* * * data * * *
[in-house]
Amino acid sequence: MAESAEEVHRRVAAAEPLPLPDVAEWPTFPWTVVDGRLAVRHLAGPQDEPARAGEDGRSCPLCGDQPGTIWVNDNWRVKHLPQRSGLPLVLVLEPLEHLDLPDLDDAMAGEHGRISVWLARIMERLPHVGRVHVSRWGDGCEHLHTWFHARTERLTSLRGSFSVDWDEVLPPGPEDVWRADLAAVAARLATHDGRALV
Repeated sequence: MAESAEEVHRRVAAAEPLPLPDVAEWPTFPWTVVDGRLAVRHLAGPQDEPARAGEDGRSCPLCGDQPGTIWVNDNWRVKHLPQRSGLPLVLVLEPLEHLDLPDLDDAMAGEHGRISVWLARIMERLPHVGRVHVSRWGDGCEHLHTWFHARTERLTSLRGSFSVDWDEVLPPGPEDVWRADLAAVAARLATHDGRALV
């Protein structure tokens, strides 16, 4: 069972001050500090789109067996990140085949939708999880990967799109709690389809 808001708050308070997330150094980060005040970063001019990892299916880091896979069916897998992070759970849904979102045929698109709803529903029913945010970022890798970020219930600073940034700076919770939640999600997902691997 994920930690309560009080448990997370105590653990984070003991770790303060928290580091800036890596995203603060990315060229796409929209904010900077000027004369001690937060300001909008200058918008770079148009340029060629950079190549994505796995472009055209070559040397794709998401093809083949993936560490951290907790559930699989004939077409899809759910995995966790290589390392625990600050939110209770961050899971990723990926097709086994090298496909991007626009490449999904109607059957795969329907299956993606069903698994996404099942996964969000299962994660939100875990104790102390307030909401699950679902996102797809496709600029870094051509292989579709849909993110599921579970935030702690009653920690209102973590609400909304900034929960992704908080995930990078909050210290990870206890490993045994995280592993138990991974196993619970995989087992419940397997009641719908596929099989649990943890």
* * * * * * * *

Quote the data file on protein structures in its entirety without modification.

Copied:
[in-house]
Amino acid sequence: MAESAEEVHRRVAAAEPLPLPDVAEWPTFPWTVVDGRLAVRHLAGPQDEPARAGEDGRSCPLCGDQPGTIWVNDNWRVKHLPQRSGLPLVLVLEPLEHLDLPDLDDAMAGEHGRISVWLARIMERLPHVGRVHVSRWGDGCEHLHTWFHARTERLTSLRGSFSVDWDEVLPPGPEDVWRADLAAVAARLATHDGRALV
Repeated sequence: MAESAEEVHRRVAAAEPLPLPDVAEWPTFPWTVVDGRLAVRHLAGPQDEPARAGEDGRSCPLCGDQPGTIWVNDNWRVKHLPQRSGLPLVLVLEPLEHLDLPDLDDAMAGEHGRISVWLARIMERLPHVGRVHVSRWGDGCEHLHTWFHARTERLTSLRGSFSVDWDEVLPPGPEDVWRADLAAVAARLATHDGRALV
């Protein structure tokens, strides 16, 4: 069972001050500090789109067996990140085949939708999880990967799109709690389809 808001708050308070997330150094980060005040970063001019990892299916880091896979069916897998992070759970849904979102045929698109709803529903029913945010970022890798970020219930600073940034700076919770939640999600997902691997 994920930690309560009080448990997370105590653990984070003991770790303060928290580091800036890596995203603060990315060229796409929209904010900077000027004369001690937060300001909008200058918008770079148009340029060629950079190549994505796995472009055209070559040397794709998401093809083949993936560490951290907790559930699989004939077409899809759910995995966790290589390392625990600050939110209770961050899971990723990926097709086994090298496909991007626009490449999904109607059957795969329907299956993606069903698994996404099942996964969000299962994660939100875990104790102390307030909401699950679902996102797809496709600029870094051509292989579709849909993110599921579970935030702690009653920690209102973590609400909304900034929960992704908080995930990078909050210290990870206890490993045994995280592993138990991974196993619970995989087992419940397997009641719908596929099989649990943890």